Review: Life for Sale

Two years after the original 1968 publication in Japan of Life for Sale, which opens immediately with a young man's failed attempt to die, Yukio Mishima (Star) led an unsuccessful military coup d'etat that ended with his highly publicized, gruesomely violent ritual suicide. Just 45 at the time of his death, Mishima was a prolific, prodigious author, playwright, poet, actor, film director and model, often rumored to be repeatedly considered for the Nobel Prize in Literature. Half a century since his passing, he remains one of Japan's most revered literary figures, especially lauded for his semi-autobiographical novel, Confessions of a Mask, and the Sea of Fertility tetralogy. Life for Sale, available for the first time in English translation by University of London professor Stephen Dodd, reads almost like an anomaly among Mishima's oeuvre, distinctly characterized by elusive beauty, erotic obsessions, certain death. While all three elements are present here, this satirical Life's unexpected black-comedy-of-errors veneer will undoubtedly surprise even Mishima aficionados.

Hanio Yamada is a 27-year-old copywriter who "personified the honest, hardworking company employee"--at least until he "consumed a large amount of sedative" before stretching out on the empty seats of the last train of the evening. In hindsight, he considers that reading the "run-of-the-mill" newspaper headlines on November 29 (Mishima's chosen death date was November 25, 1970) might have been the "likely" cause of his "sudden urge to die."

His "complete whim" leaves him convinced "a wonderfully free and empty world opened up before him." He quits his advertising job and takes out a tabloid ad: "Life for sale. Use me as you wish." In case he might encounter walk-bys, he posts his door with a similar sign: "Hanio Yamada--Life for Sale." He has no lack of clients--plural, yes, because he can't seem to die, although the body count grows around him, not to mention his lucrative earnings. An old man hires him to die with his much younger wife; a woman sacrifices him to test a new drug; a son needs a body for his vampire mother; two rival embassies need him to eat carrots.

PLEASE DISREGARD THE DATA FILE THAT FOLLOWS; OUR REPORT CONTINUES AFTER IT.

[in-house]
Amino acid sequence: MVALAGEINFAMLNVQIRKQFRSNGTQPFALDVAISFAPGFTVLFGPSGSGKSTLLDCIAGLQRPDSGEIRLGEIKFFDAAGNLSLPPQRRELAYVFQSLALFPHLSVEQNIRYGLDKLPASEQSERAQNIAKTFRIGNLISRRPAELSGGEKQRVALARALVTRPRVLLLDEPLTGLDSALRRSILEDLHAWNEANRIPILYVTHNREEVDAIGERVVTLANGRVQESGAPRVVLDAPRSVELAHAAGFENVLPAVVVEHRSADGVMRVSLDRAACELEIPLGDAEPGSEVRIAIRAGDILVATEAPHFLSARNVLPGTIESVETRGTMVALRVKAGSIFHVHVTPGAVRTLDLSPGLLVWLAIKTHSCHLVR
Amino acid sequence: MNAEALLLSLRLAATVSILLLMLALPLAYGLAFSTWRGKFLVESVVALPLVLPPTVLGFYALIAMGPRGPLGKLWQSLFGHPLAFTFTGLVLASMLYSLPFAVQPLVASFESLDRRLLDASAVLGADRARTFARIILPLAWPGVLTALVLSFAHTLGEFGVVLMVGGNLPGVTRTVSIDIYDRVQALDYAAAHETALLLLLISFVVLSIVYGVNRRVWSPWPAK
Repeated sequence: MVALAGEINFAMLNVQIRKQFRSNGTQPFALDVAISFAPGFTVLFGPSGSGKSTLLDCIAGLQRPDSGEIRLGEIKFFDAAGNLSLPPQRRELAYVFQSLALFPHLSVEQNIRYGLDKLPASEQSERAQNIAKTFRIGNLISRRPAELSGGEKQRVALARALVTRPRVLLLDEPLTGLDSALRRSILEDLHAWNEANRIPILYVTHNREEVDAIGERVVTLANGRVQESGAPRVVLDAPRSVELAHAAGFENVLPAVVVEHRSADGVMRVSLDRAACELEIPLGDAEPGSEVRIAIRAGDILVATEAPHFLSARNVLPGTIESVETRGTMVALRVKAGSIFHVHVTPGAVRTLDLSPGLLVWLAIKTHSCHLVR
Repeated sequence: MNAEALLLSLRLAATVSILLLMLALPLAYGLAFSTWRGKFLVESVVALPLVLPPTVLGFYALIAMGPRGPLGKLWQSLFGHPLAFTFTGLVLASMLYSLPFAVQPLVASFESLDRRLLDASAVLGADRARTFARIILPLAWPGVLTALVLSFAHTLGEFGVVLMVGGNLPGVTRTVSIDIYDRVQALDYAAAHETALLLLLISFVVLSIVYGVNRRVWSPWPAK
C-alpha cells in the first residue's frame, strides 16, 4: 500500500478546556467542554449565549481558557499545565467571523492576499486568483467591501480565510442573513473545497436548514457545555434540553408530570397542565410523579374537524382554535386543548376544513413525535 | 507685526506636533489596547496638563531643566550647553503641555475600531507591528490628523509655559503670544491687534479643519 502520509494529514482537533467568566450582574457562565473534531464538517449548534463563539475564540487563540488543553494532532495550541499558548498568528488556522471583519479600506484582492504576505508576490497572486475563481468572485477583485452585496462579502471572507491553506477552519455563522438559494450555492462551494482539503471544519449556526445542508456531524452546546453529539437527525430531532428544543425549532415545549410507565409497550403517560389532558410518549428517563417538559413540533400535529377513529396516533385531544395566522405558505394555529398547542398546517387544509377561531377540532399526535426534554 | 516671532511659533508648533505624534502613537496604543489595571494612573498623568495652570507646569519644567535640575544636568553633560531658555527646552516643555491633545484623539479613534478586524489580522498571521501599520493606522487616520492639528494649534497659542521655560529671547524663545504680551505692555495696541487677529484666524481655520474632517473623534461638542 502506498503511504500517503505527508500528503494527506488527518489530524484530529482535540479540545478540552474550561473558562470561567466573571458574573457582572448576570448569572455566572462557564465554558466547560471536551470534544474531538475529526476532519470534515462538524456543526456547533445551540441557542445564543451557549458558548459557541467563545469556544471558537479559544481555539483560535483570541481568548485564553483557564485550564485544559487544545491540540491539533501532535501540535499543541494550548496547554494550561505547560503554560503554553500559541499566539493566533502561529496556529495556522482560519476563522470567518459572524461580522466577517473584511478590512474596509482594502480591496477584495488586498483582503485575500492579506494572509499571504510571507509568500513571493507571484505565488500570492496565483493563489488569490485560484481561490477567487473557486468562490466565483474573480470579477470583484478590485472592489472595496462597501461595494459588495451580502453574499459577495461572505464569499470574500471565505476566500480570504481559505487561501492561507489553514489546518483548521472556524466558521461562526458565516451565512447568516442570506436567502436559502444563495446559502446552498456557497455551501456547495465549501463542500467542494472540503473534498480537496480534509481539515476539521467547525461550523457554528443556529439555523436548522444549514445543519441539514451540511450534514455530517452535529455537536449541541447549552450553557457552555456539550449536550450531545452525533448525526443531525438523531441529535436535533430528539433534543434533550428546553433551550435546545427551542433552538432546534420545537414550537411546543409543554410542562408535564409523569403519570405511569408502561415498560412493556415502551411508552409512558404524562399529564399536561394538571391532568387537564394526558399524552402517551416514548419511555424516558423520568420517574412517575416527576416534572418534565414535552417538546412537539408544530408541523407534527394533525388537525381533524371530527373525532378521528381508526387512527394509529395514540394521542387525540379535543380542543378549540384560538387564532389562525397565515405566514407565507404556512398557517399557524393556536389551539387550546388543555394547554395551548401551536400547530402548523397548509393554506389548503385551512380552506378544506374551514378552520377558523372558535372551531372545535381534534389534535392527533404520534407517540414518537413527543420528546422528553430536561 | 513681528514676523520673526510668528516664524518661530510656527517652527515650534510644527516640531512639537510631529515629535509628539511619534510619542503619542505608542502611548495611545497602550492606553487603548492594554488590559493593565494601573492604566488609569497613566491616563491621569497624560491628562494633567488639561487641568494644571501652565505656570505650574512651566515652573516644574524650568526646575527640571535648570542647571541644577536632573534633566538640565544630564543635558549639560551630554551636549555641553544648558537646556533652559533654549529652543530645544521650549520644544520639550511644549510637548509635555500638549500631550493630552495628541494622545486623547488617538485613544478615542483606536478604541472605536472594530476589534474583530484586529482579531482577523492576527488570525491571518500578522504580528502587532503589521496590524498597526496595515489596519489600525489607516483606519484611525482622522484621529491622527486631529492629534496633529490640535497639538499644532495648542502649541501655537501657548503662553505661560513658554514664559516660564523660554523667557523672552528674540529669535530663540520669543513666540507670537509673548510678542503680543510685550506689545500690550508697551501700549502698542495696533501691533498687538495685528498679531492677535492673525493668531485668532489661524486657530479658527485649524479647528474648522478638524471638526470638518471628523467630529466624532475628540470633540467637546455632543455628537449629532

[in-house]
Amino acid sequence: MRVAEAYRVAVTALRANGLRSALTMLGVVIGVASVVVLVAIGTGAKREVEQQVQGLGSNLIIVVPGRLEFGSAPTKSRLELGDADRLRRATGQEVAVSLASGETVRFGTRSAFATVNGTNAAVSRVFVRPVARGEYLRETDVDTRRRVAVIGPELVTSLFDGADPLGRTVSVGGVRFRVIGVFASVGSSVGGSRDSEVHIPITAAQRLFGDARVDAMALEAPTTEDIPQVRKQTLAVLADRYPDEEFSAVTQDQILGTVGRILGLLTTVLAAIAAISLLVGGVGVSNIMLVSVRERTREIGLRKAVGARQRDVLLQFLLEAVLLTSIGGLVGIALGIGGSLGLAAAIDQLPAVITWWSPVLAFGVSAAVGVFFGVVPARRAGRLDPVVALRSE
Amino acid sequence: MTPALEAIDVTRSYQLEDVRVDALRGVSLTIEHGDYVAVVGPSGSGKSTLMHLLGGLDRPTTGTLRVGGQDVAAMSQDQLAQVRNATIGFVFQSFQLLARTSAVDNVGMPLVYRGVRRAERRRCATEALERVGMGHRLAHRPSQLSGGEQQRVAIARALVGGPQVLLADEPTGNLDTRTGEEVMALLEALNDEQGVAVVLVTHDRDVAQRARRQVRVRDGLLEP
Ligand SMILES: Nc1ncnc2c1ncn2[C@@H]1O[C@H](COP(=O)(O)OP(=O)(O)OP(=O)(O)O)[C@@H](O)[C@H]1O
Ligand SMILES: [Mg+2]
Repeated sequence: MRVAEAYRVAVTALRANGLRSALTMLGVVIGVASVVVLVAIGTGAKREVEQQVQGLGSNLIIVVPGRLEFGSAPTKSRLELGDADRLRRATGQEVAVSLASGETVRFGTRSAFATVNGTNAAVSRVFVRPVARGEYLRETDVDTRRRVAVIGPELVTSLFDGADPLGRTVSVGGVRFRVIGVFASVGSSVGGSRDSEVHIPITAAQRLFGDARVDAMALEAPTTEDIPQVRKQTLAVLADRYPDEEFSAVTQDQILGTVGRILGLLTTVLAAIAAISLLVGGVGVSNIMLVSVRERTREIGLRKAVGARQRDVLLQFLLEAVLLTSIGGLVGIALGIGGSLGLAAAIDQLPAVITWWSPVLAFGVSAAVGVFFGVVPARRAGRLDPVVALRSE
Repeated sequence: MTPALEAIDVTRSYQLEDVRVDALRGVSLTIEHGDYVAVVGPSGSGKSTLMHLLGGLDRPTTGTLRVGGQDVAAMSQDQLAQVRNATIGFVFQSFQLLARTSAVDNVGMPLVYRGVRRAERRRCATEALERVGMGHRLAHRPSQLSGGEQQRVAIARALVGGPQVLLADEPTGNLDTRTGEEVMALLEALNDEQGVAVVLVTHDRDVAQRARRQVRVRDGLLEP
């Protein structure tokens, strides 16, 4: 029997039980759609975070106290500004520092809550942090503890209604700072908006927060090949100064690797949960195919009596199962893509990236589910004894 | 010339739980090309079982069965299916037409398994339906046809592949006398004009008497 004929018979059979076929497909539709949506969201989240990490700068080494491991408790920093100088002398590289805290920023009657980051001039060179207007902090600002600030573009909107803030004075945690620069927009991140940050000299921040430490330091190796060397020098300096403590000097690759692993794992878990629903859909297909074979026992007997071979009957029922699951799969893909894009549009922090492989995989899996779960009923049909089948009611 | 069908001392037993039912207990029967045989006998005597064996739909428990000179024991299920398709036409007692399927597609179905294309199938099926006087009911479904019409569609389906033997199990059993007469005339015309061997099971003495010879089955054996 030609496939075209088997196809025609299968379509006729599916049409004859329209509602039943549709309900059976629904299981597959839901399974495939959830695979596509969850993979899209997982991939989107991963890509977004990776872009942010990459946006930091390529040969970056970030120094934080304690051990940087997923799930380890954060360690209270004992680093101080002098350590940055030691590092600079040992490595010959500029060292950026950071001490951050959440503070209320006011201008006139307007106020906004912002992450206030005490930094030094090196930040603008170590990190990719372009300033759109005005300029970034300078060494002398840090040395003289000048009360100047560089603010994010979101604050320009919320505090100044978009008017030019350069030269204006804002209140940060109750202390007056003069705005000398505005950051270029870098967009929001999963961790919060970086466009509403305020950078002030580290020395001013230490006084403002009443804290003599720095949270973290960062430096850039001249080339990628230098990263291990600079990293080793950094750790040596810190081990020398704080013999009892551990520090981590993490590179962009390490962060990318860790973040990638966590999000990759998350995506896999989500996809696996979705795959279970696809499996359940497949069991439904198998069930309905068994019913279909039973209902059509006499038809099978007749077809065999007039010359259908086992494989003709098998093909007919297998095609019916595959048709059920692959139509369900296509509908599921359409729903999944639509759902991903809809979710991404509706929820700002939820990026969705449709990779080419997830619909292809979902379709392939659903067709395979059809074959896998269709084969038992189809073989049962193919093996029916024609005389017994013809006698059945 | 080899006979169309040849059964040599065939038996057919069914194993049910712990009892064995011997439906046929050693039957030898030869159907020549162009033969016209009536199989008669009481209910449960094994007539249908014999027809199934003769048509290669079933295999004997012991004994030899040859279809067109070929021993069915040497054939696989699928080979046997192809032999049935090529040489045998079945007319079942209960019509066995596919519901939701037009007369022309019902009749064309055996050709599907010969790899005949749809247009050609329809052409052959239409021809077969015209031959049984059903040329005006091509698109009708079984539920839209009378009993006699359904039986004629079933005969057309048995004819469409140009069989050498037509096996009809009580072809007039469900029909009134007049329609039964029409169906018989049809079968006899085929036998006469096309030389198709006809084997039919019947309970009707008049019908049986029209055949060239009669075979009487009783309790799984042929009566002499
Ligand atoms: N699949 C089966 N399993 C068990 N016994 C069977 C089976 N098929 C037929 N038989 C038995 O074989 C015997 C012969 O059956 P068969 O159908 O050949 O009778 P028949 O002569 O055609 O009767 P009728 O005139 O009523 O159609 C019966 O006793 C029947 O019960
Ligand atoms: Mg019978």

Still alive, and considerably wealthier, he meets his potential match in a drug-addicted virgin, but the best things never last, and he goes on the lam, severing connections, carving out tracking devices, trying to stay ahead of what might well be the end of his line. Repeatedly threatened, Hanio insists "my life is my own affair"--to protect it, live it, end it--all on his own terms.

Ludicrous situations, farcical exchanges and nonsensical plot twists might easily derail a less accomplished author's narrative, but Mishima embraces the outlandish and bizarre with affecting results. Life for Sale proves to be an almost-morality tale about the immeasurable value of life--and, of course--the elusive unknowability (despite its unavoidability) of death. --Terry Hong, Smithsonian BookDragon

Shelf Talker: In Japanese literary icon Yukio Mishima's darkly comic Life for Sale, available for the first time in English, a young man reacts to his failed suicide by putting his life up for sale.

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